Note: I did not give him my phone number. As I ran home panicked and crying after the incident, he must have called the front desk at NWS housing to get my number. My phone was ringing as I walked in the door. There was no caller ID in those days so I picked it up.
3. Obviously the most disturbing part of this type of incident is the physical violation of your body. But one aspect of this that is so overlooked is the impact that something like this has on your career.
Networking is vital to our little music business. A mentor or teacher can see you on stage and see you have the chops for the job, but they will know several dozen just like you. Often the thing that sets you apart is a personal connection, however small. That can be the difference between you getting a chamber music opportunity, or a substitute gig on an orchestra tour, or even a one-year contract in an orchestra (which can lead to a full-time, tenured gig.) It’s no accident that we don’t have equal representation of women and men in leadership positions in the music world. If we do network, and something like this happens, then plenty of people ask “Why were you going out with him” or “What did you think would happen”. (For reference, just see any comment stream on this article.) If we don’t network, then we are cut off from all the opportunities (and they are vast) that occur because of networking.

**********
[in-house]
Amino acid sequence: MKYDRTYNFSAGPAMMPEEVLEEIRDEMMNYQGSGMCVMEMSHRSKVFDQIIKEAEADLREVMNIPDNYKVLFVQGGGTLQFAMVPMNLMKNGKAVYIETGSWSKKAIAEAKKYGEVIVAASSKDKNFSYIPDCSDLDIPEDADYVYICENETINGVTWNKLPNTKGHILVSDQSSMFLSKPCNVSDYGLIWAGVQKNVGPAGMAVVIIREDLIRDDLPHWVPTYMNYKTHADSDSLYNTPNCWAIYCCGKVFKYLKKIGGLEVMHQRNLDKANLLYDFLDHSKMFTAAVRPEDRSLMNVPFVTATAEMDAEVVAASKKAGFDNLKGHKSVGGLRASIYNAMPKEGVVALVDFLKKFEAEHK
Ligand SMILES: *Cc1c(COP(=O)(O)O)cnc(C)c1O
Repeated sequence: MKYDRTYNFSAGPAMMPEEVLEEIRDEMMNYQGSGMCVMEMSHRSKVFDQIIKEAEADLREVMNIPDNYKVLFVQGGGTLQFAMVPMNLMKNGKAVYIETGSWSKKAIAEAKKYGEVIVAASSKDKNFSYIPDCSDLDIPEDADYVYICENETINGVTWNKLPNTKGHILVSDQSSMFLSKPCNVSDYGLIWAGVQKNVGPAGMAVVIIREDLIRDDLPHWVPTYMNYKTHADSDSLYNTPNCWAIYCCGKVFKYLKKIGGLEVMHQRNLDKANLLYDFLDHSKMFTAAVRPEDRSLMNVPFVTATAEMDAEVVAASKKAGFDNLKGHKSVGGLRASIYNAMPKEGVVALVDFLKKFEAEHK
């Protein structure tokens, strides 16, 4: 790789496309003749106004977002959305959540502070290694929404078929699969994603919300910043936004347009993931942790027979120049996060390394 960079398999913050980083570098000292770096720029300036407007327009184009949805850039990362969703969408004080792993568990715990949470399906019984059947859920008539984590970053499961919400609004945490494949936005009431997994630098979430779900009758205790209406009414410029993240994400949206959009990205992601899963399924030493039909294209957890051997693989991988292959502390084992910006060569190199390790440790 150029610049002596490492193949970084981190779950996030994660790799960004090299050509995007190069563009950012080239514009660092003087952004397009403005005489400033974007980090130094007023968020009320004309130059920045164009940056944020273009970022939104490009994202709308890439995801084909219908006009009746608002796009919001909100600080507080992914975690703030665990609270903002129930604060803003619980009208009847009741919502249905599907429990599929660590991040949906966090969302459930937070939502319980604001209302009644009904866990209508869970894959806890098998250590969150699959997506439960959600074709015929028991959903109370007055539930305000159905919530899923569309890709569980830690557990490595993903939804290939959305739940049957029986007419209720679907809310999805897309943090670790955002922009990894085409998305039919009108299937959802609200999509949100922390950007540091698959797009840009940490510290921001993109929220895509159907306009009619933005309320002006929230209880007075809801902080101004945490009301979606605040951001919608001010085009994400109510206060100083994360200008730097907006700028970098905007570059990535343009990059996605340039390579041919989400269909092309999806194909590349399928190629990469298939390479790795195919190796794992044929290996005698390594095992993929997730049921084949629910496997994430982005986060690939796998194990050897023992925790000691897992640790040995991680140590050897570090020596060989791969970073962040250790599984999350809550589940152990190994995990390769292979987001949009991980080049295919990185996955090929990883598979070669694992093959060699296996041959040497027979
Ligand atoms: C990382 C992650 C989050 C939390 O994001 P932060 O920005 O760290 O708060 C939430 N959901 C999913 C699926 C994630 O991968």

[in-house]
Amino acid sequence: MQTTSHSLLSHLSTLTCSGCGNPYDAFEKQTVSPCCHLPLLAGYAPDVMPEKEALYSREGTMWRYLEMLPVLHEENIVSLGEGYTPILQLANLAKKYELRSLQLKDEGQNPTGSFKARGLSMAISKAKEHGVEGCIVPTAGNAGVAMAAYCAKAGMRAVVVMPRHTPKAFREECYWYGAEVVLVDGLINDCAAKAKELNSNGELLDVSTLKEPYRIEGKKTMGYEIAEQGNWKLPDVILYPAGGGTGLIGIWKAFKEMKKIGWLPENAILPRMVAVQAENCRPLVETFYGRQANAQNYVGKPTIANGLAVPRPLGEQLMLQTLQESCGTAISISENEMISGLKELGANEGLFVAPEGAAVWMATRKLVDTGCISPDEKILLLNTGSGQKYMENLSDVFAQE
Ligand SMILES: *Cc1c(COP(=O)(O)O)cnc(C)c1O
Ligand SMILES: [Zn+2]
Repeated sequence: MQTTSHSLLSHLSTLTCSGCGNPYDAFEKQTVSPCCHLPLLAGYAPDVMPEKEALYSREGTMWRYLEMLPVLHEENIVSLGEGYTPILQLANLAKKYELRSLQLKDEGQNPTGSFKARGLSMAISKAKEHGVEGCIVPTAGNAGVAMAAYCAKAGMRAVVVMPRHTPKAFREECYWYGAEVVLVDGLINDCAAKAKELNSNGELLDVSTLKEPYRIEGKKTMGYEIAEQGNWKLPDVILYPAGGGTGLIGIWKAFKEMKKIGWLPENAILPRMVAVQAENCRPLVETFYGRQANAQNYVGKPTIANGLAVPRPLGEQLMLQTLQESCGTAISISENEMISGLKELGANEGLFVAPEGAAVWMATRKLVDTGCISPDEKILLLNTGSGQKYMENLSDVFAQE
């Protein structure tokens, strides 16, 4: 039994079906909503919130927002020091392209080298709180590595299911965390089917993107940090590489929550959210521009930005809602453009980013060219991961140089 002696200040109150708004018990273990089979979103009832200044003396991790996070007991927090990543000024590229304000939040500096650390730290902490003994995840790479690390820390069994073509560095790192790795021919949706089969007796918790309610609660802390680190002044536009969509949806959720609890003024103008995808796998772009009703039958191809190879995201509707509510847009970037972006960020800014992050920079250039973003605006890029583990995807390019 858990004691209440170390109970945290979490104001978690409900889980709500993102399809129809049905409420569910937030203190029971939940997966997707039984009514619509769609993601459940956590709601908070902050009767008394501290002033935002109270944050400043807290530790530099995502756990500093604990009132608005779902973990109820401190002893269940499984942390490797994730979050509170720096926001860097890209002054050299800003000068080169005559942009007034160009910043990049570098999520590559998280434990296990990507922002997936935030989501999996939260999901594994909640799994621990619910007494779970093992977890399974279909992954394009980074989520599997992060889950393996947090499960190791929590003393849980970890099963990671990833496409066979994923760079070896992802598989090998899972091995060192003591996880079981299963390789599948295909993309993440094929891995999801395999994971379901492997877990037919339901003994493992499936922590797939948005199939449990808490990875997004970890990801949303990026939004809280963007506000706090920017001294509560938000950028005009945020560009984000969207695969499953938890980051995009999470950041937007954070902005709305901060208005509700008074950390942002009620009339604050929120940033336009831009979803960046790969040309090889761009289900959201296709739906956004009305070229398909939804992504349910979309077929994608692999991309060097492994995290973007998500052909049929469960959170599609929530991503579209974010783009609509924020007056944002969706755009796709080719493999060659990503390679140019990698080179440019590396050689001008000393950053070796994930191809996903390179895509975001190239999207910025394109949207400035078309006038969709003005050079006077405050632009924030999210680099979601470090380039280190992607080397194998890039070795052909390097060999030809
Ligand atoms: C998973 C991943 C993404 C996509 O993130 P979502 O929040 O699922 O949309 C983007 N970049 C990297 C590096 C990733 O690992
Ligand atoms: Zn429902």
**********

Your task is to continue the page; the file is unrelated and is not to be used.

After this incident, which I have only recently begun to be able to call an attempted rape (because it was, but I feel sick even typing it out), I realized that a lot of my opportunities would be cut off. The 18 years I had invested to that point in my life studying this instrument and attending elite schools already had a hard stop on any progress I could make because I’d made a powerful enemy, and any audition I took to get in to any of the places he worked would be a futile waste.
I realized that in all likelihood, there were many like him in the business, and this would happen again and again; and I despaired. I realized that I would have to create my own opportunities, if I wanted to perform music and know that I would be safe. I have attempted to do that in my career.
I am very grateful to the Washington Post for writing this story. Obviously they couldn’t include this amount of detail or the story would have been the entire paper, but I think the work they did was excellent. And I don’t just mean this article, but also the respectful way they have treated me over the last 6 months.
I was unable to read the article before it went to print; that’s how real newspapers work. I read the article when I landed in Atlanta after flying in from Milan, sweaty and stressed and exhausted. Over the years, in the course of my career, I have been misquoted dozens of times, and I had a decent amount of stress about this article since I would have no chance to see it before the world did. But I put my trust in the professionalism of the writers, and I’m glad I did.